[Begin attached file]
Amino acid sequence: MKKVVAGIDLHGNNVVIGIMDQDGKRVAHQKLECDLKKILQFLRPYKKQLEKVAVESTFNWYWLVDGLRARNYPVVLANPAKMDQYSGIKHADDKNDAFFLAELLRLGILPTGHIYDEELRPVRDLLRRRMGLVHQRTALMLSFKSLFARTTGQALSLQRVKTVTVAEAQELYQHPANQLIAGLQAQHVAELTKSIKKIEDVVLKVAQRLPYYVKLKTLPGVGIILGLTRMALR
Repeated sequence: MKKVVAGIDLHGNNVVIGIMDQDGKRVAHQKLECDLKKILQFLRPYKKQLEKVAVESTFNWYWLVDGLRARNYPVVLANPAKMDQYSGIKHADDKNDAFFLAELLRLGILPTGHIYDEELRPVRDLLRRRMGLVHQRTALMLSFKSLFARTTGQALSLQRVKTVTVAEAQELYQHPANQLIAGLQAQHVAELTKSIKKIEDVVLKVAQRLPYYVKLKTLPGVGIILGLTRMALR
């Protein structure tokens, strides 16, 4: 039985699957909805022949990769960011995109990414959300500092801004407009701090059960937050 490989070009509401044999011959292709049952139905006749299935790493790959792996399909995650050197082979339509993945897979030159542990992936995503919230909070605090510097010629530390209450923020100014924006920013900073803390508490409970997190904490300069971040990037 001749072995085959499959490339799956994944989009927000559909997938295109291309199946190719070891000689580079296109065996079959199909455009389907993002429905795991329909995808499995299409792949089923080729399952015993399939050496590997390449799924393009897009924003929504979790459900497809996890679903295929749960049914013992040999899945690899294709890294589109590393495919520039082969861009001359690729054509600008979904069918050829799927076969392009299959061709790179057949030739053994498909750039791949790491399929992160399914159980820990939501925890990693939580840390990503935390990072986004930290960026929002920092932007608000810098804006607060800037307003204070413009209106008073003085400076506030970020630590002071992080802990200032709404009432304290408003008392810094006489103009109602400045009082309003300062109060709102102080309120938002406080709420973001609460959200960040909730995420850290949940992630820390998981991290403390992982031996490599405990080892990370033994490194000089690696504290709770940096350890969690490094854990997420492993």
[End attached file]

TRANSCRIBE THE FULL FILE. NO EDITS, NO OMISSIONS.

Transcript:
Amino acid sequence: MKKVVAGIDLHGNNVVIGIMDQDGKRVAHQKLECDLKKILQFLRPYKKQLEKVAVESTFNWYWLVDGLRARNYPVVLANPAKMDQYSGIKHADDKNDAFFLAELLRLGILPTGHIYDEELRPVRDLLRRRMGLVHQRTALMLSFKSLFARTTGQALSLQRVKTVTVAEAQELYQHPANQLIAGLQAQHVAELTKSIKKIEDVVLKVAQRLPYYVKLKTLPGVGIILGLTRMALR
Repeated sequence: MKKVVAGIDLHGNNVVIGIMDQDGKRVAHQKLECDLKKILQFLRPYKKQLEKVAVESTFNWYWLVDGLRARNYPVVLANPAKMDQYSGIKHADDKNDAFFLAELLRLGILPTGHIYDEELRPVRDLLRRRMGLVHQRTALMLSFKSLFARTTGQALSLQRVKTVTVAEAQELYQHPANQLIAGLQAQHVAELTKSIKKIEDVVLKVAQRLPYYVKLKTLPGVGIILGLTRMALR
């Protein structure tokens, strides 16, 4: 039985699957909805022949990769960011995109990414959300500092801004407009701090059960937050 490989070009509401044999011959292709049952139905006749299935790493790959792996399909995650050197082979339509993945897979030159542990992936995503919230909070605090510097010629530390209450923020100014924006920013900073803390508490409970997190904490300069971040990037 001749072995085959499959490339799956994944989009927000559909997938295109291309199946190719070891000689580079296109065996079959199909455009389907993002429905795991329909995808499995299409792949089923080729399952015993399939050496590997390449799924393009897009924003929504979790459900497809996890679903295929749960049914013992040999899945690899294709890294589109590393495919520039082969861009001359690729054509600008979904069918050829799927076969392009299959061709790179057949030739053994498909750039791949790491399929992160399914159980820990939501925890990693939580840390990503935390990072986004930290960026929002920092932007608000810098804006607060800037307003204070413009209106008073003085400076506030970020630590002071992080802990200032709404009432304290408003008392810094006489103009109602400045009082309003300062109060709102102080309120938002406080709420973001609460959200960040909730995420850290949940992630820390998981991290403390992982031996490599405990080892990370033994490194000089690696504290709770940096350890969690490094854990997420492993």